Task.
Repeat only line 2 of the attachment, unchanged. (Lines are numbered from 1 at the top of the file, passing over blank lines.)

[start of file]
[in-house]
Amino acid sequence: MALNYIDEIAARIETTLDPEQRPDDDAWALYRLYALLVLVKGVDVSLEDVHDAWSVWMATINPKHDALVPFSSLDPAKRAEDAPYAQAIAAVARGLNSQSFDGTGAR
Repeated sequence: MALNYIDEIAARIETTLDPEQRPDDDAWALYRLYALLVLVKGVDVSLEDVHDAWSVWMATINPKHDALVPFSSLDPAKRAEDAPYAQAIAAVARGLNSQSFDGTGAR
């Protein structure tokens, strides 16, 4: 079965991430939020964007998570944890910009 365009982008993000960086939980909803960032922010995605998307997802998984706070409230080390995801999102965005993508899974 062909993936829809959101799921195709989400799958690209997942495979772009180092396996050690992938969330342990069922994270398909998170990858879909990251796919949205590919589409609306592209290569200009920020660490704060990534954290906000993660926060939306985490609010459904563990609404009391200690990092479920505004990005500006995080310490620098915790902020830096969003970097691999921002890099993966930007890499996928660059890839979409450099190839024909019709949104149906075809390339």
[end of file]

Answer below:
Amino acid sequence: MALNYIDEIAARIETTLDPEQRPDDDAWALYRLYALLVLVKGVDVSLEDVHDAWSVWMATINPKHDALVPFSSLDPAKRAEDAPYAQAIAAVARGLNSQSFDGTGAR